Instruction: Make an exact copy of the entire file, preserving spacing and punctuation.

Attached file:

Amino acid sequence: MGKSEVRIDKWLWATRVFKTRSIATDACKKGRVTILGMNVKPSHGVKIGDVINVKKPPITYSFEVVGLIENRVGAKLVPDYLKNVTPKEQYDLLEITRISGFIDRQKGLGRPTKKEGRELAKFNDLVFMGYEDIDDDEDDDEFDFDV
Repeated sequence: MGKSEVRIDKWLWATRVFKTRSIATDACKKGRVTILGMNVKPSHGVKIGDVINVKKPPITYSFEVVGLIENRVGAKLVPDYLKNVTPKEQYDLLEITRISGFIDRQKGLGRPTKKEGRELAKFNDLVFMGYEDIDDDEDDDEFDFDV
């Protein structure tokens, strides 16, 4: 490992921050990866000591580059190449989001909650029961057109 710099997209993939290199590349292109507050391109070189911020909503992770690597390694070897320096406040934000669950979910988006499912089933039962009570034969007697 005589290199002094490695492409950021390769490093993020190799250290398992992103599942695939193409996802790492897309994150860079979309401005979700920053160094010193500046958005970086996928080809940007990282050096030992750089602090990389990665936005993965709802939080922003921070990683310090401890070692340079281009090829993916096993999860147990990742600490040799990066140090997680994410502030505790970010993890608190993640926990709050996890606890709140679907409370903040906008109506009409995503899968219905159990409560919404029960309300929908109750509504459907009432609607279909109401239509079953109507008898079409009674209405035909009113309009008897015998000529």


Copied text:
Amino acid sequence: MGKSEVRIDKWLWATRVFKTRSIATDACKKGRVTILGMNVKPSHGVKIGDVINVKKPPITYSFEVVGLIENRVGAKLVPDYLKNVTPKEQYDLLEITRISGFIDRQKGLGRPTKKEGRELAKFNDLVFMGYEDIDDDEDDDEFDFDV
Repeated sequence: MGKSEVRIDKWLWATRVFKTRSIATDACKKGRVTILGMNVKPSHGVKIGDVINVKKPPITYSFEVVGLIENRVGAKLVPDYLKNVTPKEQYDLLEITRISGFIDRQKGLGRPTKKEGRELAKFNDLVFMGYEDIDDDEDDDEFDFDV
């Protein structure tokens, strides 16, 4: 490992921050990866000591580059190449989001909650029961057109 710099997209993939290199590349292109507050391109070189911020909503992770690597390694070897320096406040934000669950979910988006499912089933039962009570034969007697 005589290199002094490695492409950021390769490093993020190799250290398992992103599942695939193409996802790492897309994150860079979309401005979700920053160094010193500046958005970086996928080809940007990282050096030992750089602090990389990665936005993965709802939080922003921070990683310090401890070692340079281009090829993916096993999860147990990742600490040799990066140090997680994410502030505790970010993890608190993640926990709050996890606890709140679907409370903040906008109506009409995503899968219905159990409560919404029960309300929908109750509504459907009432609607279909109401239509079953109507008898079409009674209405035909009113309009008897015998000529």